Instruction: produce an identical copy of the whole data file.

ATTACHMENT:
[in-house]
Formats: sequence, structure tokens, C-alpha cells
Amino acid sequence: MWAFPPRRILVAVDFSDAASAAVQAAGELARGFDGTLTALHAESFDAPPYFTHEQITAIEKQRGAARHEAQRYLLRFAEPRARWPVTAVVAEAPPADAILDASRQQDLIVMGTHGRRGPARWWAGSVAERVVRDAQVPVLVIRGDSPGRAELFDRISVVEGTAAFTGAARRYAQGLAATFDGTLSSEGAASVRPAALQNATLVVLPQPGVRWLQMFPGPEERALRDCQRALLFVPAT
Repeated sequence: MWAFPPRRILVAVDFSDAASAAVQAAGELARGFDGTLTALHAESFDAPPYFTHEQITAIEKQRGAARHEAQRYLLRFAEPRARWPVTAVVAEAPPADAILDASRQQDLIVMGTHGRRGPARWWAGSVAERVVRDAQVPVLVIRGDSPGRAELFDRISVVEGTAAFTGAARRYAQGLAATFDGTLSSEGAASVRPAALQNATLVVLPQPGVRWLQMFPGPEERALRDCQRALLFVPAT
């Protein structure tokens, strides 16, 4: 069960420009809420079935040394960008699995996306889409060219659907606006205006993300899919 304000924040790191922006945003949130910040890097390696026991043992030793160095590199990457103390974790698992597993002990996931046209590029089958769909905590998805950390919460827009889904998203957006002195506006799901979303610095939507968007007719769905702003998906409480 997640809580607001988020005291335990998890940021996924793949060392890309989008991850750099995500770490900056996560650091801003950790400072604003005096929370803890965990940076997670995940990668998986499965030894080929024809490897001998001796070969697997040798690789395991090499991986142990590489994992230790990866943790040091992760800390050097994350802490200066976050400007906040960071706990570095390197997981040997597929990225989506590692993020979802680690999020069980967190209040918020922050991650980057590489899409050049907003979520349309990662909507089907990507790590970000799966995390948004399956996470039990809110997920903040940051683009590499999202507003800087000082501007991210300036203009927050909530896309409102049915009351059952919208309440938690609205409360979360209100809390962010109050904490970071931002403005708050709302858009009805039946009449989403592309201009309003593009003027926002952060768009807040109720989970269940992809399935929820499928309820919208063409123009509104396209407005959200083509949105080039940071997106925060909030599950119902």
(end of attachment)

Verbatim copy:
[in-house]
Formats: sequence, structure tokens, C-alpha cells
Amino acid sequence: MWAFPPRRILVAVDFSDAASAAVQAAGELARGFDGTLTALHAESFDAPPYFTHEQITAIEKQRGAARHEAQRYLLRFAEPRARWPVTAVVAEAPPADAILDASRQQDLIVMGTHGRRGPARWWAGSVAERVVRDAQVPVLVIRGDSPGRAELFDRISVVEGTAAFTGAARRYAQGLAATFDGTLSSEGAASVRPAALQNATLVVLPQPGVRWLQMFPGPEERALRDCQRALLFVPAT
Repeated sequence: MWAFPPRRILVAVDFSDAASAAVQAAGELARGFDGTLTALHAESFDAPPYFTHEQITAIEKQRGAARHEAQRYLLRFAEPRARWPVTAVVAEAPPADAILDASRQQDLIVMGTHGRRGPARWWAGSVAERVVRDAQVPVLVIRGDSPGRAELFDRISVVEGTAAFTGAARRYAQGLAATFDGTLSSEGAASVRPAALQNATLVVLPQPGVRWLQMFPGPEERALRDCQRALLFVPAT
């Protein structure tokens, strides 16, 4: 069960420009809420079935040394960008699995996306889409060219659907606006205006993300899919 304000924040790191922006945003949130910040890097390696026991043992030793160095590199990457103390974790698992597993002990996931046209590029089958769909905590998805950390919460827009889904998203957006002195506006799901979303610095939507968007007719769905702003998906409480 997640809580607001988020005291335990998890940021996924793949060392890309989008991850750099995500770490900056996560650091801003950790400072604003005096929370803890965990940076997670995940990668998986499965030894080929024809490897001998001796070969697997040798690789395991090499991986142990590489994992230790990866943790040091992760800390050097994350802490200066976050400007906040960071706990570095390197997981040997597929990225989506590692993020979802680690999020069980967190209040918020922050991650980057590489899409050049907003979520349309990662909507089907990507790590970000799966995390948004399956996470039990809110997920903040940051683009590499999202507003800087000082501007991210300036203009927050909530896309409102049915009351059952919208309440938690609205409360979360209100809390962010109050904490970071931002403005708050709302858009009805039946009449989403592309201009309003593009003027926002952060768009807040109720989970269940992809399935929820499928309820919208063409123009509104396209407005959200083509949105080039940071997106925060909030599950119902």